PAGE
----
Scientists have discovered a rare genome in the mummy of an Inca child

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(ORDO NEWS) — This boy was a descendant of a rare genetic subclass of maternal ancestors who lived about 14,300 years ago in Peru.

The boy was only 7 years old when he died over 500 years ago. He was chosen for his beauty and health to be sacrificed as part of the Inca ritual known as capacocha, in which children were ritually killed to commemorate an important event, avert a natural disaster, or to establish imperial power and control over the then-expanding Inca empire (1438 -1533).

In 1985, a group of climbers discovered his well-preserved mummy at over 5,000 meters on the edge of Mount Aconcagua in Mendoza, Argentina. It was wrapped in various fabrics and surrounded by six statuettes. His hair reached almost to his shoulders and he wore a necklace.

Now, scientists have sequenced the baby’s genome and found that he belonged to a rare group of people who had never before been genetically identified. The results of the study were published today in the journal Nature.

Antonio Salas of the University of Santiago de Compostela and colleagues sequenced the entire genome of mitochondrial DNA extracted from the boy’s lungs and then compared it to a worldwide database of about 28,000 mitochondrial genomes that are passed from mother to child.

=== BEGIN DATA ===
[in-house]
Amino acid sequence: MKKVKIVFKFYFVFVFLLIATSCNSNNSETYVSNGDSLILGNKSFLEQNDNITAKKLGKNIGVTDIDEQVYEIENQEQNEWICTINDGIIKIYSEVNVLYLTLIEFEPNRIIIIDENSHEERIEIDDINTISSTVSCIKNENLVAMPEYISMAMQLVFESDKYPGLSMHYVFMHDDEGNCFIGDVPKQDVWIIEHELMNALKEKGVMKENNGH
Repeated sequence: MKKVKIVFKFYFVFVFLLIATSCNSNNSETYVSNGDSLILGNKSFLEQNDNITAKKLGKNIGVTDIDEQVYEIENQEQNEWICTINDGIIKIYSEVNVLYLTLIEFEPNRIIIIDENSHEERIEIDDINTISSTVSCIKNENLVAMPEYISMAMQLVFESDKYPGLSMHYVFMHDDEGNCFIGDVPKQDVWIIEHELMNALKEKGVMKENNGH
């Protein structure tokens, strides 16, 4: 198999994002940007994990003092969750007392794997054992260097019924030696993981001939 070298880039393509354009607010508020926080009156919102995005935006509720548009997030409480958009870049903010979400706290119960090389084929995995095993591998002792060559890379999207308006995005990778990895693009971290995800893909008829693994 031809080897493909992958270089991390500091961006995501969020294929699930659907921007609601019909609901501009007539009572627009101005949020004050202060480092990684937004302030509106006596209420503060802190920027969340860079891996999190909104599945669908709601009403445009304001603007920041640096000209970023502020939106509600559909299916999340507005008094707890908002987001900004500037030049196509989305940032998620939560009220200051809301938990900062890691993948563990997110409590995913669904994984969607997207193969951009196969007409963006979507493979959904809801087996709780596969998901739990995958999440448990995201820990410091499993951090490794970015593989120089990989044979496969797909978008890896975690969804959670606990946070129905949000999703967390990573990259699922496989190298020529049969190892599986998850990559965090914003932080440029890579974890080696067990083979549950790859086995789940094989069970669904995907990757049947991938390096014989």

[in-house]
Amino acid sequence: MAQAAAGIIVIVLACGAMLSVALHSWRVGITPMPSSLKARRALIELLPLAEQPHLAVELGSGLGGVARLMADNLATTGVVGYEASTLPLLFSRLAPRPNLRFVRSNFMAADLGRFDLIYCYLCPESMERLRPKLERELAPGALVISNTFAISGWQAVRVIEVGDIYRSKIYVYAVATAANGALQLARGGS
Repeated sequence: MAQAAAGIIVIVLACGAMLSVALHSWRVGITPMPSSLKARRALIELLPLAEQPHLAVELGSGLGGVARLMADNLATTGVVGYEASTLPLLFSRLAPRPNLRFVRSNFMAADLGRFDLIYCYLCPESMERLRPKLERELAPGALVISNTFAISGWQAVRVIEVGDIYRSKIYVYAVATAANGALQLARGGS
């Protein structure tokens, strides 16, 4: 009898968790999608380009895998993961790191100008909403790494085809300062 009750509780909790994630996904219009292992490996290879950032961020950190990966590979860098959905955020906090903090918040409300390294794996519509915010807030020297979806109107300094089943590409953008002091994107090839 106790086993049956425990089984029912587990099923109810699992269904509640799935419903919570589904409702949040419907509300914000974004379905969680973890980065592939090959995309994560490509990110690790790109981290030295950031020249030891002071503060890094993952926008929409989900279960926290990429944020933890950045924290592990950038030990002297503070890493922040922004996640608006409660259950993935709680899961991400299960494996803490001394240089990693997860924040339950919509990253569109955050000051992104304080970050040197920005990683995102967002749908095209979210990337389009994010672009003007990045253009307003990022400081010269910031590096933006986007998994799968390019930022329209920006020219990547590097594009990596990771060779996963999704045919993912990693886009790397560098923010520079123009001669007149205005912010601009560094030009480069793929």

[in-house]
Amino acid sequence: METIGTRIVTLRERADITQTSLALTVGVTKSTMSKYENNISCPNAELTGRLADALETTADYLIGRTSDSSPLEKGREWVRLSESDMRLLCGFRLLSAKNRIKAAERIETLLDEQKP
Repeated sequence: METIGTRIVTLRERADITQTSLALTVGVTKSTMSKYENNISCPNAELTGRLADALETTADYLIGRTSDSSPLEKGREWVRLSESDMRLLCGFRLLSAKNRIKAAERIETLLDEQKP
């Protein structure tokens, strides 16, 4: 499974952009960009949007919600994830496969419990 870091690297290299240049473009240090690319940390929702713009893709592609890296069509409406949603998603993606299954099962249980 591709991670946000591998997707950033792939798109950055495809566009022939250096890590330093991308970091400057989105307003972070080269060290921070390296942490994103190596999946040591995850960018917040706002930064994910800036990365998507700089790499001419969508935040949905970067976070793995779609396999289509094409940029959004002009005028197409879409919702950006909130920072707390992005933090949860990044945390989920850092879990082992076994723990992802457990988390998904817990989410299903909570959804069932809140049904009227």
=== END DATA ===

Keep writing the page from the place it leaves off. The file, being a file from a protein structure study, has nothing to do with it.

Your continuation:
According to them, he belonged to a haplogroup called C1bi, which had not previously been identified. (A haplogroup is a population that has a common ancestor).

There are 203 C1b mitogenomes in the genetic record, dating back to the earliest Paleo-Indian settlements at just over 18,000 years ago.

However, the boy appeared to be a descendant of a rare genetic subclass of maternal ancestors who lived about 14,300 years ago in Peru, the researchers say.

Based on a database of haplotypes, or DNA variations that are usually inherited together, the authors say that the C1bi boy’s genetic relatives may live today in Peru and Bolivia; in the database, they found several C1bi genetic matches for a child in these areas, including one who was a member of the Wari empire (c. 600-1100) in the Peruvian Andes.

But we will have to look for them among the modern inhabitants of South America. “The fact that C1bi is very rare in modern South American populations can be explained by insufficient sampling of modern populations,” they write.

“Alternatively, this rarity may reflect important changes in the South American gene pool since the Inca civilization.”

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